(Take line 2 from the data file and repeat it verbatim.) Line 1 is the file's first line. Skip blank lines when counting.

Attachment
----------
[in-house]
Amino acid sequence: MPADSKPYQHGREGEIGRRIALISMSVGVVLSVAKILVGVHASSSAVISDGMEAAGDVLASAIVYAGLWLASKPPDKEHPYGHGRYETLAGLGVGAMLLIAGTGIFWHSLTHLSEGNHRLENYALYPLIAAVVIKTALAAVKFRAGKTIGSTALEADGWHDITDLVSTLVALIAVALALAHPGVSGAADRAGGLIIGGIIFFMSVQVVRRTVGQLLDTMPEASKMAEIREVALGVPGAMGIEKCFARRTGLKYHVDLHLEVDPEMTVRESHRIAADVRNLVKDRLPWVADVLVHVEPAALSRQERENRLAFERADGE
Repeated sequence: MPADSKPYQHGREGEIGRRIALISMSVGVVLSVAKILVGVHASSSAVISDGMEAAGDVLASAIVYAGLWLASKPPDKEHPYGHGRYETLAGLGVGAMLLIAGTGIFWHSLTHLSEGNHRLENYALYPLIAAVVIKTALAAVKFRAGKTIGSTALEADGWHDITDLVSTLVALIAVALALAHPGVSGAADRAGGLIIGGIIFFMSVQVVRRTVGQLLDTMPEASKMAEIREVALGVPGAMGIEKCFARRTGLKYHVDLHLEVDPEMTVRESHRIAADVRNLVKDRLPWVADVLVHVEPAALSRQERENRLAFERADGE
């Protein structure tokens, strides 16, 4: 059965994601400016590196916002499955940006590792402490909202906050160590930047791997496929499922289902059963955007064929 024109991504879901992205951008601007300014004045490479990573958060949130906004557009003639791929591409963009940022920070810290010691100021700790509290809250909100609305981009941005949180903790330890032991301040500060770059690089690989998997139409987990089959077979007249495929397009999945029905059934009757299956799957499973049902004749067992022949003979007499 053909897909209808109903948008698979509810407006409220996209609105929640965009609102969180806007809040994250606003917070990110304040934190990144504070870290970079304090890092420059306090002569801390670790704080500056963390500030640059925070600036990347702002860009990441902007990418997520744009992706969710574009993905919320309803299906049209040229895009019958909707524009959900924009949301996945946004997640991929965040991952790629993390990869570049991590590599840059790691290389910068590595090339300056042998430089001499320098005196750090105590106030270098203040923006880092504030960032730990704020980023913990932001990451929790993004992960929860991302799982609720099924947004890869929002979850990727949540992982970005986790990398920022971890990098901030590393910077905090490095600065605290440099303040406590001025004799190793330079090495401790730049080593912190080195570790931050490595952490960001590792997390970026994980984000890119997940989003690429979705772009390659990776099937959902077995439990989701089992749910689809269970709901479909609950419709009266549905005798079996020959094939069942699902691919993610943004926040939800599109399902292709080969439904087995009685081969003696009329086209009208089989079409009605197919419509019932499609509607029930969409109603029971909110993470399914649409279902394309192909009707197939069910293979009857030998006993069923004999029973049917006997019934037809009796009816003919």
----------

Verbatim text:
Amino acid sequence: MPADSKPYQHGREGEIGRRIALISMSVGVVLSVAKILVGVHASSSAVISDGMEAAGDVLASAIVYAGLWLASKPPDKEHPYGHGRYETLAGLGVGAMLLIAGTGIFWHSLTHLSEGNHRLENYALYPLIAAVVIKTALAAVKFRAGKTIGSTALEADGWHDITDLVSTLVALIAVALALAHPGVSGAADRAGGLIIGGIIFFMSVQVVRRTVGQLLDTMPEASKMAEIREVALGVPGAMGIEKCFARRTGLKYHVDLHLEVDPEMTVRESHRIAADVRNLVKDRLPWVADVLVHVEPAALSRQERENRLAFERADGE